Most modern frameworks (such as Laravel) have this feature, where the user can programmatically add records to a database.
This is particularly useful because later on, when the system is in production, the database will be populated with information and the service might behave differently with fifty thousand users than it behaved on your development computer, with 3 that you manually added.
But I have found that this is not its biggest strength.
Having a lot of records in your table will easily allow you to spot performance issues early on, while you’re building the app. Whenever I’m working on a new PHP app or just a new table for an existing application, I create a seeder that adds at least 10 thousand records of various types. Then, when I run the unit tests, I’m running them with the TestDox format and verbose flag on, so that I see which tests are slow.
Not only I can immediately see which tests pass, nicely grouped by suite, but for each one I get the time it took to run the test. If at any point a test is taking longer than what is normally acceptable, the timing is displayed in either yellow or red.
This helps me pinpoint scalability issues really early, before any actual users have ever been in contact with the application.
Of course, longer testing times aren’t only database-related. They can also be caused by actual requests to external resources, signaling that a Guzzle mock or similar is missing.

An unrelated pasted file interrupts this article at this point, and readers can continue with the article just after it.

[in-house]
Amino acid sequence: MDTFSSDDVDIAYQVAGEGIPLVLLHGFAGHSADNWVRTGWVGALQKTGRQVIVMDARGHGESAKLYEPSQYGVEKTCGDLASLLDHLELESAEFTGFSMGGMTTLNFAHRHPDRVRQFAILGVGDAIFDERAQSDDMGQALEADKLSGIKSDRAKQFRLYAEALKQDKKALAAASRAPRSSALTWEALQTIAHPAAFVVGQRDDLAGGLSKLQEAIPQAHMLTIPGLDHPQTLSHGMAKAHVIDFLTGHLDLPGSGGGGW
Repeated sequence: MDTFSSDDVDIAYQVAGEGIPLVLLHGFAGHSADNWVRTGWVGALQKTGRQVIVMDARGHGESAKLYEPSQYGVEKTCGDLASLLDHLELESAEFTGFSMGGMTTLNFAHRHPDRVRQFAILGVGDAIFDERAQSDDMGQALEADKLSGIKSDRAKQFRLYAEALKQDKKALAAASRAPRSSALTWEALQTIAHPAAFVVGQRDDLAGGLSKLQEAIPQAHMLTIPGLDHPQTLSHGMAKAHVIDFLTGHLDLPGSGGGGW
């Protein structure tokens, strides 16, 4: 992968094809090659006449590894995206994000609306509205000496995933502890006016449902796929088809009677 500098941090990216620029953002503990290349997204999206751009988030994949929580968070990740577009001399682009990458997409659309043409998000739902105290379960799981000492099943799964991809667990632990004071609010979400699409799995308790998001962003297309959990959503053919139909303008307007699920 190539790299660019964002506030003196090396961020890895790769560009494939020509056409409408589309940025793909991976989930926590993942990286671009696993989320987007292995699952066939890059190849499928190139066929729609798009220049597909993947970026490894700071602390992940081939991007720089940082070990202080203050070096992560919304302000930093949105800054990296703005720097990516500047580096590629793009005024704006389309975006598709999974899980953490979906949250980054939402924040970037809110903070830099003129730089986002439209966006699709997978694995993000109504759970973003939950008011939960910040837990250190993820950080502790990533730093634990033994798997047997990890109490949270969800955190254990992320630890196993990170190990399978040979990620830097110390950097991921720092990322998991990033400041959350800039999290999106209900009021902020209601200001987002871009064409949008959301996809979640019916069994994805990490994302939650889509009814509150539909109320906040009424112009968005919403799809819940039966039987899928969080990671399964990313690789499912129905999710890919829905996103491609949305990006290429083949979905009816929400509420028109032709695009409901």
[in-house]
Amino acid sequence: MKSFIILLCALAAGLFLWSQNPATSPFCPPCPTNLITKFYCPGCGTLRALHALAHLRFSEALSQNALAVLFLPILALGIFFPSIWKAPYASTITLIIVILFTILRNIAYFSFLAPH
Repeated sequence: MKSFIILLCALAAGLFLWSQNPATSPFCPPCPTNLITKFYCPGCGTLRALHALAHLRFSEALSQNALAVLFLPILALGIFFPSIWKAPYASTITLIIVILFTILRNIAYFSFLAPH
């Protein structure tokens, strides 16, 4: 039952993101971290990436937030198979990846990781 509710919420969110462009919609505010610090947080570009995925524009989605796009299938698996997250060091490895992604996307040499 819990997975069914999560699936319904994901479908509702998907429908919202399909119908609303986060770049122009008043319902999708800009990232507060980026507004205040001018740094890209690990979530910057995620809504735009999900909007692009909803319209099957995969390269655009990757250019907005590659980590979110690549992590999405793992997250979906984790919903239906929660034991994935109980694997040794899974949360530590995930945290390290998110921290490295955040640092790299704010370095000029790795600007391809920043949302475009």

A note on mocking the Database Layer
Yes, I use the database in my tests, as mocking the database layer brings unnecessary overhead to my productivity. And it also helps detect performance issues by using the seeders to make sure there’s plenty of data in the database.
This allows me to see what indexes are missing. To make sure I don’t mess up the database, I always use
DatabaseTransactions to revert all database modifications done by a test.
This doesn’t work in the latest Laravel 5.7 as they seem to have dropped the DatabaseTransactions trait in favor of the
RefreshDatabase trait, which is much slower and it basically destroys and rebuilds all your database structures on each test.
Let the planting begin!
As a conclusion, don’t hesitate to create seeds for your system that add a large amount of data, you will end up building a robust, highly efficient system on the very first iteration.